By Nathan M. Walters, Senior Contributing Reporter
RIO DE JANEIRO, BRAZIL – Like most international cities, Rio has a flow of foreigners living and traveling through that appreciate the chance to get together and share experiences and opportunities. The InterNations group has been providing such get-togethers with increasing success and, as a result, recently decided to add a second monthly event to the calendar.
Since its launch in 2007 the global networking organization has been steadily gathering momentum, and under the current stewardship of Portuguese expatriate Vera Sardinha and Brazilian Barbara Butland, the Rio group now boasts around 2,000 members.
The push to grow is not only related to increasing the number of members, but, more importantly, to enhance the diversity of events, groups, and activities. The group’s growth, particularly the difficulty with organizing parties large enough to accommodate the once-per-month turn-out, has prompted changes at InterNations.
“In the July event we registered almost 300 people. We believe it’s a sum of various reasons: InterNations is now known worldwide, a lot of people in Rio are spreading the word and a lot of expats are arriving every week.” says InterNations ambassador Sardinha.
The increase in guests is welcomed by InterNations, which aspires to increase numbers, though not to the level of jeopardizing the quality and cozy nature of the events. Achieving this balance has lead to the group increasing monthly events, from the current one to two per month. The move, says Sardinha, will preserve the mingle-friendly nature for which InterNations’ events are known.
InterNations’ events are as much about socializing as they are about networking. The crowds are mixed, new and old expatriates with internationally-minded locals, allowing for discussion of everything from business plans to good restaurants, concerts and the best spots at Ipanema beach.
Sardinha mentioned that the group always tries to help visitors and residents with questions. “We are getting a lot of email requesting help, suggestions and all kind of questions like, the best English school for their children, the best neighborhood to rent a house, business contacts. We have tourists that are spending some days in Rio and need some tips from real people instead of guides.”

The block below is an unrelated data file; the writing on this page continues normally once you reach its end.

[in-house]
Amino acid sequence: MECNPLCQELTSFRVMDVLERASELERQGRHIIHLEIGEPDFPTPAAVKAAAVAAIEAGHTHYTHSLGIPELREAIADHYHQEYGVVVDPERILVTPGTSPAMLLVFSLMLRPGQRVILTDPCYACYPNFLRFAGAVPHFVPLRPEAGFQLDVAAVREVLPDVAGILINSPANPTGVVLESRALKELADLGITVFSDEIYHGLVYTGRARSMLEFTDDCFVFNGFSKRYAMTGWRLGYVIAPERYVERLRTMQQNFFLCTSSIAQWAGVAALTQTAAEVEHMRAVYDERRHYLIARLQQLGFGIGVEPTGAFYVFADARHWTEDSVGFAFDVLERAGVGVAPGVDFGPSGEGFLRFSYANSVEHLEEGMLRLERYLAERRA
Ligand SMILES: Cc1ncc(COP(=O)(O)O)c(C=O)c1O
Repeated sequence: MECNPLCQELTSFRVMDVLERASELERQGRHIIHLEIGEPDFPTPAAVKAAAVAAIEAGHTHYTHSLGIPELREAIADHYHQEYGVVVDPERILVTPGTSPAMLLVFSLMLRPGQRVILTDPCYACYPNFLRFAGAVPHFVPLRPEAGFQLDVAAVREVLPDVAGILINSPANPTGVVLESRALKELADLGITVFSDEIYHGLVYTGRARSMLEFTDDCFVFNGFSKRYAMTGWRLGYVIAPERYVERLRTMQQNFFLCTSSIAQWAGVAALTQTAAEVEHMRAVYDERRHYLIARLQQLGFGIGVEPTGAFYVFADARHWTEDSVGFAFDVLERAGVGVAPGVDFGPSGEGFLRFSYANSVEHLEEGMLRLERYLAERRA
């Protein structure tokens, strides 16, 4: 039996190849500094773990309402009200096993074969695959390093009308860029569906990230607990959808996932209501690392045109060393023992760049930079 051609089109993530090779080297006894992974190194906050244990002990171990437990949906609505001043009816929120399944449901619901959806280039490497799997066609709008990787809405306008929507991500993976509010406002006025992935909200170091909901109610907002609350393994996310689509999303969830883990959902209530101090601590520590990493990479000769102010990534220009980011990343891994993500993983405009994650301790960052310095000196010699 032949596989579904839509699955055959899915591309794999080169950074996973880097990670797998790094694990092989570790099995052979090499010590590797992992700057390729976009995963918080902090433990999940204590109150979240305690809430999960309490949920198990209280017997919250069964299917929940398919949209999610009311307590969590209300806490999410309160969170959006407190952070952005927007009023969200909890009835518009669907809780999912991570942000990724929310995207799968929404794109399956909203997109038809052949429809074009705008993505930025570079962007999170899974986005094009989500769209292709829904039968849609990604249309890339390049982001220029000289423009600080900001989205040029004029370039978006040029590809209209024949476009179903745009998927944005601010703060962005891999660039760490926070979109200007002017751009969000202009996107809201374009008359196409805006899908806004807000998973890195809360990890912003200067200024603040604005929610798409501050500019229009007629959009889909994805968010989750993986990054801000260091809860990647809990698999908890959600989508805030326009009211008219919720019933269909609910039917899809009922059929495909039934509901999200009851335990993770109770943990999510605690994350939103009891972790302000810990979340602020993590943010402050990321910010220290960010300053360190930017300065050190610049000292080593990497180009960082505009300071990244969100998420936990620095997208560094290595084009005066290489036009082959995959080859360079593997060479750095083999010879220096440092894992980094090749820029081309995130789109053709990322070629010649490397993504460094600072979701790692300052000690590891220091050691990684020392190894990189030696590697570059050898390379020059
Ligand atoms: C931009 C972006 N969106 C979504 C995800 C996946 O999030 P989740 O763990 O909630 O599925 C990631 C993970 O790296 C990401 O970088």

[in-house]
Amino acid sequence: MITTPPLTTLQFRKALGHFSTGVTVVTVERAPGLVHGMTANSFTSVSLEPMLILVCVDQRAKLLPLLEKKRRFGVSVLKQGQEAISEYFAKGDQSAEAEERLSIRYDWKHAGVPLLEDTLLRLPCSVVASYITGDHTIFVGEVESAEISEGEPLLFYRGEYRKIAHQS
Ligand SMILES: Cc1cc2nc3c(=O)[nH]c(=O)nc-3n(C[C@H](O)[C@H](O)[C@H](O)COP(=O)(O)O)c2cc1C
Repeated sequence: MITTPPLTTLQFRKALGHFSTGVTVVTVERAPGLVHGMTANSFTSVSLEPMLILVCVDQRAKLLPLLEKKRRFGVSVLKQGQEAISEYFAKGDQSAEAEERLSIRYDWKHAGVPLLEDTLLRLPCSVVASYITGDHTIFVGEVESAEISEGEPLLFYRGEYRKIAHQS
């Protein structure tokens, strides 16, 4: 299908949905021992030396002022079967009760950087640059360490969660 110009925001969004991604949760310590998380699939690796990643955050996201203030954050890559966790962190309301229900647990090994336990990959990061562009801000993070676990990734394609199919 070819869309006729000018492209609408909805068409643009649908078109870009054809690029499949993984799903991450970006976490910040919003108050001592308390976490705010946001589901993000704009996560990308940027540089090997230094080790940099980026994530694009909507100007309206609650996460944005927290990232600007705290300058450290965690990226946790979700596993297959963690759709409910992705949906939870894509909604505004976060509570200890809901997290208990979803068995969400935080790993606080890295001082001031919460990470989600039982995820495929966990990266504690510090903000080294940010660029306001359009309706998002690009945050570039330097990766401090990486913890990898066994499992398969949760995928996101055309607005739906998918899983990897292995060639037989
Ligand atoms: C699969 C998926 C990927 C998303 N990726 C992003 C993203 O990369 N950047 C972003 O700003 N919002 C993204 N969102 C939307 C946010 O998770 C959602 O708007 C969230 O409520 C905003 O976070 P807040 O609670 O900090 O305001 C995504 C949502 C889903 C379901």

The events, which nicely balance school night parties with business card passing opportunities, bring together a representative cross section of Rio-dwellers.
“We now have over forty nationalities present in each event so you can truly mingle with people from all over the world,” says Sardinha.
Kelly Ronchi, a Carioca with a Portuguese-language school, explains that for her InterNations is not only about business, but about the social benefits of grouping open-minded people. ”The events are usually very well organized, not only the monthly events but the ‘Activity Groups,’ they give people a chance to meet new people in unique settings.”
Promoting parties in Rio is a temperamental business, but the InterNations group is succeeding with a mix of foreign and local, business and pleasure–filling a gap some felt was left by the successful Young Professional Happy Hours which ended in 2010.
On August 16th InterNations threw the first of its bi-monthly events. The organizers mentioned that: “despite of having now two events, it all ended up like we [had hoped]. About 190 people were there which means people were more comfortable and it was easier to mingle and get to know everyone around. Café Del Mar was great, the perfect atmosphere.”
For more information on how to get involved with InterNations Rio visit the group’s website here.
The Rio Times is an English language news company covering Rio de Janeiro and Brazil. We launched in March of 2009, dedicated to the expatriate and traveler community here, as well as those interested abroad. Our mission is to provide our community with local information, and improve their understanding of the Marvelous City, and Brazil.Read more